Our Turkeys Like Frampton

It’s wonderful when you discover someone with similar tastes to yours.

There’s that wonderful moment when you realize they’re into something you’re into.

You start sharing experiences, memories, anecdotes.

It’s wonderful.

So it was for me when I realized our visiting Turkeys are Frampton fans.

I’ve been a Frampton fan since before people knew who he was. Met him once in a very out of the way place. It was glorious.

I doubt our Turkeys know this.

But that’s okay. They still do a Frampton Strut.

I’m good with that.


Vernod Dines Alone

We are so blessed.

Almost every night and often during the day friends come to our table. In the backyard. On the ground. Makes after-dinner clean up so much easier.

Vernod, one of last year’s kits but I’m not sure whose, usually comes with a host of others. Most nights we have four to seven raccoons of various ages.

Some are cookie mongers. They’ll come up to me, actually stepping on my feet, to get peanut butter cookies (I love them myself. That’s how we discovered they were a raccoon favorite).

Others will take a cookie, yes, thank you, much away then return for peanuts in the shell. Unsalted, of course. Don’t want raccoons with high blood pressure.

Our guests dine healthy.

Give or take a cookie or two.


New Year’s Turkeys (2020)

What do you do with a backyard of glorious birds?

You wish them well in the New Year.

It’s a human-decreed new year, not a natural one.

Then again, most human-decreed western cultural holidays for the past 2,000+ years have not followed nature’s timelines.

All things in cycles, all things in circles.

Wise ones – usually taught by Old Ones – know how to rise above the cycles while still riding them.

Like thermals. Seagulls. Hawks. Eagles. Most raptors and quite a few others. Stay aloft without effort.

Letting the rising air lift them above events on the ground. Above near troubles to see more. See better.

Pay attention to what’s going on around you but only when you’re in it. Otherwise, leave tomorrow’s troubles for tomorrow.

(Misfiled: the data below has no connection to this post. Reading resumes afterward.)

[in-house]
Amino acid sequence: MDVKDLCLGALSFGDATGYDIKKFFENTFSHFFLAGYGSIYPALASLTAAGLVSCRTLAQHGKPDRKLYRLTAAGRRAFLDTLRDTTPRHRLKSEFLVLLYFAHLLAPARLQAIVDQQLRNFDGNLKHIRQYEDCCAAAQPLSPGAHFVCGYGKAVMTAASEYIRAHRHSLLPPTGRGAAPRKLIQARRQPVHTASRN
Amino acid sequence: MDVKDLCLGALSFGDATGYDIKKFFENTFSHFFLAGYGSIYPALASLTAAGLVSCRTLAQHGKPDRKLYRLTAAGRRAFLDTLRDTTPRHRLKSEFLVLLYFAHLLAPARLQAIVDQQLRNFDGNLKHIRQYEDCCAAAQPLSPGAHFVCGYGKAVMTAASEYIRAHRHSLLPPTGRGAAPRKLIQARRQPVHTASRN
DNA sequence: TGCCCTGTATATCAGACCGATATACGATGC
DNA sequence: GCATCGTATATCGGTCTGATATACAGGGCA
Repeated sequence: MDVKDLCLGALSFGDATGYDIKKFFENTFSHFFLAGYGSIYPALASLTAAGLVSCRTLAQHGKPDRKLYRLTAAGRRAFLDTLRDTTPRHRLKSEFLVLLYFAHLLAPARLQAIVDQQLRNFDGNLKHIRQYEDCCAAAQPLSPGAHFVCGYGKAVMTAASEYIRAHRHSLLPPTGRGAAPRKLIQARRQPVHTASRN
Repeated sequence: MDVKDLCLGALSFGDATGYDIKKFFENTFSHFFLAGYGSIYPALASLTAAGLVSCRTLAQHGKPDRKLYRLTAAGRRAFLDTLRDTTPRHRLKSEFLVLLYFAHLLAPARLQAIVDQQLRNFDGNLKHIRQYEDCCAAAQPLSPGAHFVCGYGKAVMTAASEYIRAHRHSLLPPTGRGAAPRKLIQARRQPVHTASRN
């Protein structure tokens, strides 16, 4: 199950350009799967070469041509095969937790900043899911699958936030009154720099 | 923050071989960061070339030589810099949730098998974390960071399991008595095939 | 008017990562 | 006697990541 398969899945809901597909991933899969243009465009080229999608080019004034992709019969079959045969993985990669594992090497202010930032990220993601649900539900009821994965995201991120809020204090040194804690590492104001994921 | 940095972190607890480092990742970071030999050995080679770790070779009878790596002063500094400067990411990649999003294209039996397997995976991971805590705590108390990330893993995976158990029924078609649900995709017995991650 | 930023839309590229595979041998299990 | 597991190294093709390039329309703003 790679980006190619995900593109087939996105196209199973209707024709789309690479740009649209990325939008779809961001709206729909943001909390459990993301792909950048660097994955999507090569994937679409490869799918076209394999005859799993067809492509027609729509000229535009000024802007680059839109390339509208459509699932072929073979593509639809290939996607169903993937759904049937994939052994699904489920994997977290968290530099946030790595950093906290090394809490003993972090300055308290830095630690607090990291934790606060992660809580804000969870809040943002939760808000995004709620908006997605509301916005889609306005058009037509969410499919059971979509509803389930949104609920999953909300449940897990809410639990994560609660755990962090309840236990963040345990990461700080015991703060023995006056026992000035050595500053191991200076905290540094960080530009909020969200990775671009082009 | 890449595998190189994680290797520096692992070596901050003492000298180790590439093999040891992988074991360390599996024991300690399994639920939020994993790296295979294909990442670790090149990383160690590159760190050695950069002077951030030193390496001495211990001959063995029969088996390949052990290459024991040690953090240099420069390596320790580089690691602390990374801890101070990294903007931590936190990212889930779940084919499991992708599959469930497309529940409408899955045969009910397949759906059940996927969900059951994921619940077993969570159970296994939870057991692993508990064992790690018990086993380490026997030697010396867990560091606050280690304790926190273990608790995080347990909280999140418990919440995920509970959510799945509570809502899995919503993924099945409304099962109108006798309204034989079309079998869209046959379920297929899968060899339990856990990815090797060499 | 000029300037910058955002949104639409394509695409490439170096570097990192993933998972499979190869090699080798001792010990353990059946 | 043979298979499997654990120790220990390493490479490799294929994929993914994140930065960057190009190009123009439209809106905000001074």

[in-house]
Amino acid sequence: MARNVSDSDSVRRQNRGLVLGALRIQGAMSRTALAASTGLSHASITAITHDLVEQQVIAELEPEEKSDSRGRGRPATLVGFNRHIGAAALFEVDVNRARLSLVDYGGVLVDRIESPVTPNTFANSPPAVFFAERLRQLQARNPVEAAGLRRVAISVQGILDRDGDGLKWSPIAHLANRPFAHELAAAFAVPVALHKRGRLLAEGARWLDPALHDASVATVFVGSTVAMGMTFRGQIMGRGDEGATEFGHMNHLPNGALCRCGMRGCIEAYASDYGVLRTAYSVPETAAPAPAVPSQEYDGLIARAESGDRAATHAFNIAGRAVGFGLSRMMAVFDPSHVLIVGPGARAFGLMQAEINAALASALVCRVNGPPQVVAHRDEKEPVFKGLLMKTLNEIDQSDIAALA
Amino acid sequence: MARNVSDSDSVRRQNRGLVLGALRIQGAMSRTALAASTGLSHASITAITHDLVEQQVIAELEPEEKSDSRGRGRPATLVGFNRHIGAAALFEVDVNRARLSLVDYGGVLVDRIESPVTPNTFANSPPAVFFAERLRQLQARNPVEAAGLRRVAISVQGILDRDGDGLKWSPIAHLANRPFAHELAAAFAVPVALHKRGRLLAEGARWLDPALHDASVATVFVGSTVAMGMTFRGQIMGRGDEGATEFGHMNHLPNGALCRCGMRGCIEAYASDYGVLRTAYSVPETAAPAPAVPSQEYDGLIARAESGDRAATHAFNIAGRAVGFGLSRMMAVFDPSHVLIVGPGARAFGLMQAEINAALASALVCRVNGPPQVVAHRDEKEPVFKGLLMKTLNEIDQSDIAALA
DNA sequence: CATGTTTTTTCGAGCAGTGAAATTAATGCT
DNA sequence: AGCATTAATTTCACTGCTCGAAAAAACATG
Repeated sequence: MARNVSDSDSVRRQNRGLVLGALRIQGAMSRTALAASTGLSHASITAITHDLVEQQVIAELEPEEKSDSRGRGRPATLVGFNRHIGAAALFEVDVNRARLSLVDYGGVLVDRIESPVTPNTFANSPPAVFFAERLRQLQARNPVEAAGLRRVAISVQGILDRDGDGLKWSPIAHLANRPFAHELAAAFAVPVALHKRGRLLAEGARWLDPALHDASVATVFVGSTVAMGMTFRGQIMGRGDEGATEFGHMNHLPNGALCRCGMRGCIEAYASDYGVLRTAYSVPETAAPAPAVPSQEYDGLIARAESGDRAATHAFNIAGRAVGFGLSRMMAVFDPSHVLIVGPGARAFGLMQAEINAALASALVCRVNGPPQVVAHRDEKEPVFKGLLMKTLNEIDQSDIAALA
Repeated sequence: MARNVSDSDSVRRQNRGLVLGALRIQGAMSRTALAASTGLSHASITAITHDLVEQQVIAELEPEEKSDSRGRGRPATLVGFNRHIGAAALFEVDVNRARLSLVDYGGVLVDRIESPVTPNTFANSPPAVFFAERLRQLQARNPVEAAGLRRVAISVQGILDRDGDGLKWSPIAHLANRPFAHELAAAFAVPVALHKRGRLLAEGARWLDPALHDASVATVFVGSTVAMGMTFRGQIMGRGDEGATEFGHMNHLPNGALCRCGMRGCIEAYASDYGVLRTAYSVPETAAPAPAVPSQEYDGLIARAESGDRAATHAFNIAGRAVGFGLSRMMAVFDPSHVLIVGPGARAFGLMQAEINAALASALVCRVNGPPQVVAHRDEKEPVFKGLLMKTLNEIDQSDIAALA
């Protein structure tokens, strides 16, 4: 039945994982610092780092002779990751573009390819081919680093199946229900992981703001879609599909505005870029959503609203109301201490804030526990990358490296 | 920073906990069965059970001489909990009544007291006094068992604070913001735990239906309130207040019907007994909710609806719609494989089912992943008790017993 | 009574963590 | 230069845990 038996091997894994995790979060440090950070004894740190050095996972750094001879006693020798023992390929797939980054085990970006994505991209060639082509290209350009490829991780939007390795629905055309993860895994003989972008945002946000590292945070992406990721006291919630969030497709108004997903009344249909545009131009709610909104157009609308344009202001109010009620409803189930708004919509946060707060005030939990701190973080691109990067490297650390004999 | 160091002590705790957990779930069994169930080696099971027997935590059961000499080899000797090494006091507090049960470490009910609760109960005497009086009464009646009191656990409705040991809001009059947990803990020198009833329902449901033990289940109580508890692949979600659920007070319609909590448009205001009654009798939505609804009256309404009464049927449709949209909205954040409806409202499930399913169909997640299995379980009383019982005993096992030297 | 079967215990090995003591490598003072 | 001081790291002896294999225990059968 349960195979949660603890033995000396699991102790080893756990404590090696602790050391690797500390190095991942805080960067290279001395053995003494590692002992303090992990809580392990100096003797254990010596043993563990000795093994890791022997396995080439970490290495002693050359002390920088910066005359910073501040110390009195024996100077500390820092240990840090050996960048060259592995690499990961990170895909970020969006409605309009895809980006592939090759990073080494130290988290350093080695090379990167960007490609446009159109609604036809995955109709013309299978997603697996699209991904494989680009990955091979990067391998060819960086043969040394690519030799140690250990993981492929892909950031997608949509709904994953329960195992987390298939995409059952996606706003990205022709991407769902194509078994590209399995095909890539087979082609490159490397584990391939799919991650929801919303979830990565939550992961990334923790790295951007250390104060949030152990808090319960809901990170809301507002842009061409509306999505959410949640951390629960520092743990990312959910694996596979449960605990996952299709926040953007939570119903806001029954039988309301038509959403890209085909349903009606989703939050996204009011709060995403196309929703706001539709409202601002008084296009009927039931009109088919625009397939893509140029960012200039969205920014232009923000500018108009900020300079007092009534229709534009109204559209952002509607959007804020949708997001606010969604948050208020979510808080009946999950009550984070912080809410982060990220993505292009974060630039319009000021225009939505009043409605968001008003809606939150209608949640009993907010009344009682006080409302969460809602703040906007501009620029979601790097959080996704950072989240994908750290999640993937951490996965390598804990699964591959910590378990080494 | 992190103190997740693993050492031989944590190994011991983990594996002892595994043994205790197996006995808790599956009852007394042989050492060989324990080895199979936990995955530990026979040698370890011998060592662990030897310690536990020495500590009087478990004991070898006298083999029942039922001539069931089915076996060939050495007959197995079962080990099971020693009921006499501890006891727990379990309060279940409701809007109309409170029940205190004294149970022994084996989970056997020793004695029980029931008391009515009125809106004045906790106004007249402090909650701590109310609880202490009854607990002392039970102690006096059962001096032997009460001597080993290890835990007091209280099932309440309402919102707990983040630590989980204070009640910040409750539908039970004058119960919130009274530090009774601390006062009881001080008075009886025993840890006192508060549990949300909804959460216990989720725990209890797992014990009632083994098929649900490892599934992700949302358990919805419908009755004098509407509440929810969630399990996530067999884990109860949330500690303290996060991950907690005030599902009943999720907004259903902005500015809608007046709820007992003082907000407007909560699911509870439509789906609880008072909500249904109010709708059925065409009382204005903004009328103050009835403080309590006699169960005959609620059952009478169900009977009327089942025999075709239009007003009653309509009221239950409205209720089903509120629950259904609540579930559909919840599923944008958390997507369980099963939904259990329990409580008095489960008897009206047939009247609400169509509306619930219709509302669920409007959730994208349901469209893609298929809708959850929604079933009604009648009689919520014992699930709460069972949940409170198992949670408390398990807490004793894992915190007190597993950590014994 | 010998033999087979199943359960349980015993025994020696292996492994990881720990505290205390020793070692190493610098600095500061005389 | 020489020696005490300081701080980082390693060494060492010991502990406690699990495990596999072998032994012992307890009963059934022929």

There’s enough to do today.


Opanella Stays Warm Under Our Shed

She’s cute and she’s quite the homemaker.

Opanella is small by Opossum standards for this time of year (this video is from the first day of Winter 2019). Last days of Fall, first days of Winter, opossum need to be beefy and bulky, better able to withstand the cold, coming months.

You’ll notice Opanella is neither. Petite, one might say. We first noticed her trundling under our porch. A few years back an elderly opossum decided to pass over there. Had a devil of a time getting his remains out.

So seeing Opanella’s interest there, we blocked her access.

Undaunted, she cast her tiny-eyed gaze on our shed.

Yep, that’s where she’d homesteading now.

Less of a concern, this. She’s well protected and it’s much easier to lift a shed than a porch.

As with all who bless us with their company, we make sure she has something good to eat.

‘Night, all.


Turkeys, NPR, and Morning Coffee

Who would have thought Turkeys would enjoy listening to NPR in the morning, or sharing a wake-up cup of coffee with an old friend?

This video is from almost two months back. We have more recent Turkeyings. Probably get to them about two months hence.

Often a few turkey will come to our windows, peer in, look back and forth as Susan and I sharing a morning croissant.

“Is that a ham and cheese?” one gobbles. Another gobbles, “Is that a blueberry?” and another “Is that a cherry?”

Well, first thing, if it were any of those we wouldn’t share.

Okay, we would, but only because the Turkey guard our backwoods furiously and we appreciate their diligence.

You haven’t lived until you’ve ducked from a wild turkey flying overhead.